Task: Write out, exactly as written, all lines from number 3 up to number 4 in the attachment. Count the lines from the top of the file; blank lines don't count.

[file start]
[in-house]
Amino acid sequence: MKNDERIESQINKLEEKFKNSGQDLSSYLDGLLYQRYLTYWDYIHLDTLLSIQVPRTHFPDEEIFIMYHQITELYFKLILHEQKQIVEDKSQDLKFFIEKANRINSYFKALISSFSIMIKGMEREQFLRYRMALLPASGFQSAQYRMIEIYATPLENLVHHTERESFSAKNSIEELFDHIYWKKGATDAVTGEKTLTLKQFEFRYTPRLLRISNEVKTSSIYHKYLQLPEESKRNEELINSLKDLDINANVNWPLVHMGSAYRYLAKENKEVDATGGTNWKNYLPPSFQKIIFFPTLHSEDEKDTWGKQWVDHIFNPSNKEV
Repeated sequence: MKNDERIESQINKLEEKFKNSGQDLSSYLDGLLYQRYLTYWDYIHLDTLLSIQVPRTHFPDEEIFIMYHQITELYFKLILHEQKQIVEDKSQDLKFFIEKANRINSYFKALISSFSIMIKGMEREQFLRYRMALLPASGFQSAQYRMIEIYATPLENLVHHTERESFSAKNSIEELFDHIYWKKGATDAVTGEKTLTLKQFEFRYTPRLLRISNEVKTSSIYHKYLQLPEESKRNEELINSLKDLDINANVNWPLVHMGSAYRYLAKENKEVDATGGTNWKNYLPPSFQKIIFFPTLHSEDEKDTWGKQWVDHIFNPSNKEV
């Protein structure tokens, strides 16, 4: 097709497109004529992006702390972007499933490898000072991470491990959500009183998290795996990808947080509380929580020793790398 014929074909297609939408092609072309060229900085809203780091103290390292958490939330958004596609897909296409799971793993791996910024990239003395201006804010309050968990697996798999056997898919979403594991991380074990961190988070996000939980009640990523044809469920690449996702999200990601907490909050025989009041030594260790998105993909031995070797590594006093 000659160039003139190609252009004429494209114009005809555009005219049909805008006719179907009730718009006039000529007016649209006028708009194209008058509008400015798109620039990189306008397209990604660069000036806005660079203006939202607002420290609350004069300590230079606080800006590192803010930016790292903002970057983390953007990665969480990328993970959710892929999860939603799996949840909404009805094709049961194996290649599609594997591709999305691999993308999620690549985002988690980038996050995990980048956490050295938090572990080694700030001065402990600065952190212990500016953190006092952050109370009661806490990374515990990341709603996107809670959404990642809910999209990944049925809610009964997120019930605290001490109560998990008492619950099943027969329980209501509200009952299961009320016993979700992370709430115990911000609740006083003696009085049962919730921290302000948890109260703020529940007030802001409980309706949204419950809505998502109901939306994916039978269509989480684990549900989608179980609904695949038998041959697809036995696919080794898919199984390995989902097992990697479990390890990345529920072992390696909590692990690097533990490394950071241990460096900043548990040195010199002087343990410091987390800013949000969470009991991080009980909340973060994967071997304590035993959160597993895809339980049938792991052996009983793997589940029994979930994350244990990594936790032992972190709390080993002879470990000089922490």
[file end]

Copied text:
Repeated sequence: MKNDERIESQINKLEEKFKNSGQDLSSYLDGLLYQRYLTYWDYIHLDTLLSIQVPRTHFPDEEIFIMYHQITELYFKLILHEQKQIVEDKSQDLKFFIEKANRINSYFKALISSFSIMIKGMEREQFLRYRMALLPASGFQSAQYRMIEIYATPLENLVHHTERESFSAKNSIEELFDHIYWKKGATDAVTGEKTLTLKQFEFRYTPRLLRISNEVKTSSIYHKYLQLPEESKRNEELINSLKDLDINANVNWPLVHMGSAYRYLAKENKEVDATGGTNWKNYLPPSFQKIIFFPTLHSEDEKDTWGKQWVDHIFNPSNKEV
């Protein structure tokens, strides 16, 4: 097709497109004529992006702390972007499933490898000072991470491990959500009183998290795996990808947080509380929580020793790398 014929074909297609939408092609072309060229900085809203780091103290390292958490939330958004596609897909296409799971793993791996910024990239003395201006804010309050968990697996798999056997898919979403594991991380074990961190988070996000939980009640990523044809469920690449996702999200990601907490909050025989009041030594260790998105993909031995070797590594006093 000659160039003139190609252009004429494209114009005809555009005219049909805008006719179907009730718009006039000529007016649209006028708009194209008058509008400015798109620039990189306008397209990604660069000036806005660079203006939202607002420290609350004069300590230079606080800006590192803010930016790292903002970057983390953007990665969480990328993970959710892929999860939603799996949840909404009805094709049961194996290649599609594997591709999305691999993308999620690549985002988690980038996050995990980048956490050295938090572990080694700030001065402990600065952190212990500016953190006092952050109370009661806490990374515990990341709603996107809670959404990642809910999209990944049925809610009964997120019930605290001490109560998990008492619950099943027969329980209501509200009952299961009320016993979700992370709430115990911000609740006083003696009085049962919730921290302000948890109260703020529940007030802001409980309706949204419950809505998502109901939306994916039978269509989480684990549900989608179980609904695949038998041959697809036995696919080794898919199984390995989902097992990697479990390890990345529920072992390696909590692990690097533990490394950071241990460096900043548990040195010199002087343990410091987390800013949000969470009991991080009980909340973060994967071997304590035993959160597993895809339980049938792991052996009983793997589940029994979930994350244990990594936790032992972190709390080993002879470990000089922490």